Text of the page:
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Book Review: Rebel by Marie Lu

Title: Rebel

Author: Marie Lu

Series: Legend #4

Genre: YA Dystopian

Rating: 2.5/5 stars

The Overview: With unmatched suspense and her signature cinematic storytelling, #1 New York Times–bestselling author Marie Lu plunges readers back into the unforgettable world of Legend for a truly grand finale. Eden Wing has been living in his brother’s shadow for years. Even though he’s a top student at his academy in Ross City, Antarctica, and a brilliant inventor, most people know him only as Daniel Wing’s little brother. A decade ago, Daniel was known as Day, the boy from the streets who led a revolution that saved the Republic of America. But Day is no longer the same young man who was once a national hero. These days he’d rather hide out from the world and leave his past behind. All that matters to him now is keeping Eden safe―even if that also means giving up June, the great love of Daniel’s life. As the two brothers struggle to accept who they’ve each become since their time in the Republic, a new danger creeps into the distance that’s grown between them. Eden soon finds himself drawn so far into Ross City’s dark side, even his legendary brother can’t save him. At least not on his own . . . -Goodreads

The Review:

I remember loving the original Legend Trilogy. In hindsight, however, I think I rated it so highly because I was only comparing it to other YA dystopians. Of the dozens I tried at the time, Legend ranked close to the top of my list. I don’t know that I would have been so generous with my ratings had I honesty compared them to all books I enjoyed and not just that very specific branch of the YA market.

Rebel was just okay. The plot was cute, extending the romance between June and Day. Actually it’s biggest selling point was how much better this ending wrapped up their love story. Unfortunately, everything else was really surface-level. The plot didn’t get complex, the characters didn’t have a lot of depth, and the concept for the story wasn’t really that compelling. In my review for earlier books, I mentioned that I loved the point-system hierarchy (where you rise in rank and status based on how much you contribute) of the society she created in Antarctica, and since Rebel takes place there, it should’ve provided a much more in-depth exploration of it. It did not. I suppose world building is not usually the main focus of a straightforward YA, but even so, I let my expectations drive my experience a bit, and my overall rating reflects that. At the end of the day, I wish this resolution had come out much closer to when I’d read the first three books because it does do a good job at wrapping things up. It’s highly recommendable for Marie Lu’s Legend fans. But for my reading tastes these days, it was a decently entertaining bit of fluff and not much more.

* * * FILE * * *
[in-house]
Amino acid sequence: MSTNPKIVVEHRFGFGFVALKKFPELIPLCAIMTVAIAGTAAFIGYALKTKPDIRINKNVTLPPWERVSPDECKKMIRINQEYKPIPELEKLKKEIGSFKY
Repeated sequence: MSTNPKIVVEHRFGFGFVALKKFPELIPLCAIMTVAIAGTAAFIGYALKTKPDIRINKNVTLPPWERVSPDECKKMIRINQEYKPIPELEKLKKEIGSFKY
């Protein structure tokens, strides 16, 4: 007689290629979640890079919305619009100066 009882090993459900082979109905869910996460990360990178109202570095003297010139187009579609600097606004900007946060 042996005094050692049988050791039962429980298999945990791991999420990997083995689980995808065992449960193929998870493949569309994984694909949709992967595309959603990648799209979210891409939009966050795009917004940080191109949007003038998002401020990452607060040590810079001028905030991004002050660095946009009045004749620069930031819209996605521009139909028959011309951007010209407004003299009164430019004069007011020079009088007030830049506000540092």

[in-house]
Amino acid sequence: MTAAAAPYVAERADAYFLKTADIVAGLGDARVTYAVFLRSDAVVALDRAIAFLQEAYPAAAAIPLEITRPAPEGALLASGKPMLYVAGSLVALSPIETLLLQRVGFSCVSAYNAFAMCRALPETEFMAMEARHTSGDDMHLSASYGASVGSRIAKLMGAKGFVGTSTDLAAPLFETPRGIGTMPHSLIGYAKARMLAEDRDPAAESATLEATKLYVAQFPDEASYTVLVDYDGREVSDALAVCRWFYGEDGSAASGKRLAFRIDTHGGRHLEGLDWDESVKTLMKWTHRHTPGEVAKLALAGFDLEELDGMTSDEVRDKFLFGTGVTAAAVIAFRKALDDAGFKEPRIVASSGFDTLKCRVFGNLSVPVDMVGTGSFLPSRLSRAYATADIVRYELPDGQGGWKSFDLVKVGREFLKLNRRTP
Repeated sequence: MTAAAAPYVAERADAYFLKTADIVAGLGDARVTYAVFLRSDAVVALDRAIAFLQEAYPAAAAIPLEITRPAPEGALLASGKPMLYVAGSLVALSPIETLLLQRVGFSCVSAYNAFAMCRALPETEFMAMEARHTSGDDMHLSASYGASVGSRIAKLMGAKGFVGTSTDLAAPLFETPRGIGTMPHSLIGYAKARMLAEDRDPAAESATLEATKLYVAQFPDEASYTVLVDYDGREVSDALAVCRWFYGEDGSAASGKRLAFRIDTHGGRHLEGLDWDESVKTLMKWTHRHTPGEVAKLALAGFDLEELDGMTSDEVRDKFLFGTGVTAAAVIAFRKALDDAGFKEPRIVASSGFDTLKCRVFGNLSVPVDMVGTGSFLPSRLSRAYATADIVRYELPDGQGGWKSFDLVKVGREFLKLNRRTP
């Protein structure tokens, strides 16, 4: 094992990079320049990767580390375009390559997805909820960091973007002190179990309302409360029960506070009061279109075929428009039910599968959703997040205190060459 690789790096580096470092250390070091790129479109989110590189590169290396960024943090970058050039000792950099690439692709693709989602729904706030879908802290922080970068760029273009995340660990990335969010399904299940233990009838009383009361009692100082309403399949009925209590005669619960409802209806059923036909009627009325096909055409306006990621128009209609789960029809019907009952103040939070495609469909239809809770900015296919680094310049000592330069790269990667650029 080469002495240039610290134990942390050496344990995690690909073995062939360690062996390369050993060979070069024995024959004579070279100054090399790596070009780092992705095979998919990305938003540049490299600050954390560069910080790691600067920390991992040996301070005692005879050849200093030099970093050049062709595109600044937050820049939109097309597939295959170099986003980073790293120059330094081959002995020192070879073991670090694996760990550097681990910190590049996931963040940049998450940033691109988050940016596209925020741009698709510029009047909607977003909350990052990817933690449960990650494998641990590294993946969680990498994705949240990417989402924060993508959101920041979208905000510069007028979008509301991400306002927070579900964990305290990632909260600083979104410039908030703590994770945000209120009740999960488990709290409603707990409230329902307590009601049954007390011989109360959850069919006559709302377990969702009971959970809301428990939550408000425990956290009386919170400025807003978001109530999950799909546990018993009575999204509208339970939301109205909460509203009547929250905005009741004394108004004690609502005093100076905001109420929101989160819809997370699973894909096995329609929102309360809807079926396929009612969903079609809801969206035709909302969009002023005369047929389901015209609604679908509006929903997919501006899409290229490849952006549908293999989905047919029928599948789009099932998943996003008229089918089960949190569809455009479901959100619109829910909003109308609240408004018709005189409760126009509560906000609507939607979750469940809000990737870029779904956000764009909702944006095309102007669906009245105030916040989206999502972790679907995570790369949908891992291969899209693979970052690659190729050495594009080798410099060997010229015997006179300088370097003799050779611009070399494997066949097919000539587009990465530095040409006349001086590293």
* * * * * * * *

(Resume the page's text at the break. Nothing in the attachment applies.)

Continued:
Other books you might like*:

*I decided to go with less-typical recommends because, let’s face it, if you like the genre you’ve most definitely already read the mainstream ones like Divergent and Hunger Games. I recommended these books for similar vibes, setting, and character motive. :)

by Niki Hawkes

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Book Review: Ship of Smoke and Steel by Django Wexler

Ship of Smoke and Steel by Django Wexler

Title: Ship of Smoke and Steel

Author: Django Wexler

Series: Wells of Sorcery #1

Genre: YA Fantasy

Rating: 3.5/5 stars

The Overview: In the lower wards of Kahnzoka, the great port city of the Blessed Empire, eighteen-year-old ward boss Isoka comes to collect when there’s money owing. When her ability to access the Well of Combat is discovered by the Empire—an ability she should have declared and placed at His Imperial Majesty’s service—she’s sent on an impossible mission: steal Soliton, a legendary ghost ship—a ship from which no one has ever returned. If she fails, her sister’s life is forfeit. -Goodreads

The Review:

I love it when high fantasy authors transition to YA. Their stories are always much more robust than other books in the genre because they’re used to creating expansive worlds, complex characters, and detailed plots for their audience.

Wexler didn’t dumb things down, but he did pull a few punches to make the story more accessible… but not by much. There’s some grit here (older teen appropriate), and I appreciated how ruthless the main character was right out of the gate. She surprised me a few times, and that’s difficult to do these days.

The concept sold me right away. A “ghost” ship riddled with monsters that’s more or less a lifelong prison to anyone who boards it. It provided an eerie atmosphere, and was definitely memorable. I’ve read so many high-seas fantasy novels… it’s nice to find one with a unique twist. The swordplay was also a highlight – you can tell Wexler enjoys writing fight scenes because he does them well.